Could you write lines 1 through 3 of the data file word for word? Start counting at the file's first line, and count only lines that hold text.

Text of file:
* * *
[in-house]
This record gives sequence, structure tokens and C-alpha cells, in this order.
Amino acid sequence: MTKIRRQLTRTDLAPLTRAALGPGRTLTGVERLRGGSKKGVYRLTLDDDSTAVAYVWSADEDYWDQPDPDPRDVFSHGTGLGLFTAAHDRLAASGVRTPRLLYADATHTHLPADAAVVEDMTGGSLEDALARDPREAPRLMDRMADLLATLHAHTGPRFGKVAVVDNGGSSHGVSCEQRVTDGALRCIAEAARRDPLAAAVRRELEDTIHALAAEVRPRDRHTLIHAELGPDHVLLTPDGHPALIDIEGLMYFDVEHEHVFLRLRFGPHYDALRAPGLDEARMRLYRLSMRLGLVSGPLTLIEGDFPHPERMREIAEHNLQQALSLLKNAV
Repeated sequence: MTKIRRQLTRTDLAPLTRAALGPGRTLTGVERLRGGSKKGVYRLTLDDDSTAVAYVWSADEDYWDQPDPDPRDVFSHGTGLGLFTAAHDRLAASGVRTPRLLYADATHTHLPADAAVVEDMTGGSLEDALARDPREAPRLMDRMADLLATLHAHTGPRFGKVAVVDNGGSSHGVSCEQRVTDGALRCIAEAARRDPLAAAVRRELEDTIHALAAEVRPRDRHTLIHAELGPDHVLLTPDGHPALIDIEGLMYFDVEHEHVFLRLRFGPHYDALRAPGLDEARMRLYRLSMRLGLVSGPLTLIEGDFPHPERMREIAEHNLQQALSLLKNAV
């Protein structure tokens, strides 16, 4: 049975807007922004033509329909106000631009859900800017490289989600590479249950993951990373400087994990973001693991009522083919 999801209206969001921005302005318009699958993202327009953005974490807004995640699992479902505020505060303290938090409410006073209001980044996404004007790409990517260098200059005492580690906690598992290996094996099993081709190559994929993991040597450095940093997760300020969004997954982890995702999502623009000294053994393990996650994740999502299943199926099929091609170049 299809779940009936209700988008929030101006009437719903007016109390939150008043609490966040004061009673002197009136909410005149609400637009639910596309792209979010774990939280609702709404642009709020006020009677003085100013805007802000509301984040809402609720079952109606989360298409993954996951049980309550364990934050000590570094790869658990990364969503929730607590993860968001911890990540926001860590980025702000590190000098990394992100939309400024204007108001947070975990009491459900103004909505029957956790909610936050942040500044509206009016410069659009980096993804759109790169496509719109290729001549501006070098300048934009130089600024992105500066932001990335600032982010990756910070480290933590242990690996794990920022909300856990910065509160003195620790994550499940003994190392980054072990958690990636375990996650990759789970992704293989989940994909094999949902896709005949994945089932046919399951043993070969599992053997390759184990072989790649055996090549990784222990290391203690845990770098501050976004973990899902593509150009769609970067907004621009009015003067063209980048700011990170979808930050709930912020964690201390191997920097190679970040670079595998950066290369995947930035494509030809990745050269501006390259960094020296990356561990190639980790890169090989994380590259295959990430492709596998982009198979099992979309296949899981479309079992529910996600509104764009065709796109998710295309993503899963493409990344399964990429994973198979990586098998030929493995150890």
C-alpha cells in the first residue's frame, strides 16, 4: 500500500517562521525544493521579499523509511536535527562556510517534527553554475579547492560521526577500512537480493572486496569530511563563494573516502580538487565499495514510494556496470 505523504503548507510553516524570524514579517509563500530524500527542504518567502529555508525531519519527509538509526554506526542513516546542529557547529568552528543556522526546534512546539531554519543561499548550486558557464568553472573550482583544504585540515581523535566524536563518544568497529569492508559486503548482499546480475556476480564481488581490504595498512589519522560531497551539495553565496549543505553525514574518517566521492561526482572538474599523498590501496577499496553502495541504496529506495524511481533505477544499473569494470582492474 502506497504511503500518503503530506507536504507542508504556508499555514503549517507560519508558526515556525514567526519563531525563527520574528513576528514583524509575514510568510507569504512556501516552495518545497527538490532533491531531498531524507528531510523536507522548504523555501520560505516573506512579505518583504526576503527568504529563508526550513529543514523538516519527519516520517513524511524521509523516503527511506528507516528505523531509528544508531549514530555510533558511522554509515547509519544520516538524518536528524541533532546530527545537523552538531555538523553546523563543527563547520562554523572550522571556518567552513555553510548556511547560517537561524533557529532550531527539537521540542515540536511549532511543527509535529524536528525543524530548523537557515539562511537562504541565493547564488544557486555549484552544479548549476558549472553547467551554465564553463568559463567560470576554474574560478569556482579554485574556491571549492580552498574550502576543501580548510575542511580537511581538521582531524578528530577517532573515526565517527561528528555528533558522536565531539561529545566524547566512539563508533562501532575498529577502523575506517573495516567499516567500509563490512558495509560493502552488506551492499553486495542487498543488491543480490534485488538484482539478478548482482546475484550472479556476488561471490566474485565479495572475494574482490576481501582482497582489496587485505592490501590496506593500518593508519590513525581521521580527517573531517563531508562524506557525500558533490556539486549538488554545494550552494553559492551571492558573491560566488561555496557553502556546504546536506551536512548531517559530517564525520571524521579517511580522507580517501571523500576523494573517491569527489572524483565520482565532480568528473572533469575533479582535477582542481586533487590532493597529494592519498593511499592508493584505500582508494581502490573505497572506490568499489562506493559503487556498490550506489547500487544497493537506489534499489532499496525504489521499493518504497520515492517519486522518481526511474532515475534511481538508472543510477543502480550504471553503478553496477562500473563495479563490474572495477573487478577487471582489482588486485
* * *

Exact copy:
[in-house]
This record gives sequence, structure tokens and C-alpha cells, in this order.
Amino acid sequence: MTKIRRQLTRTDLAPLTRAALGPGRTLTGVERLRGGSKKGVYRLTLDDDSTAVAYVWSADEDYWDQPDPDPRDVFSHGTGLGLFTAAHDRLAASGVRTPRLLYADATHTHLPADAAVVEDMTGGSLEDALARDPREAPRLMDRMADLLATLHAHTGPRFGKVAVVDNGGSSHGVSCEQRVTDGALRCIAEAARRDPLAAAVRRELEDTIHALAAEVRPRDRHTLIHAELGPDHVLLTPDGHPALIDIEGLMYFDVEHEHVFLRLRFGPHYDALRAPGLDEARMRLYRLSMRLGLVSGPLTLIEGDFPHPERMREIAEHNLQQALSLLKNAV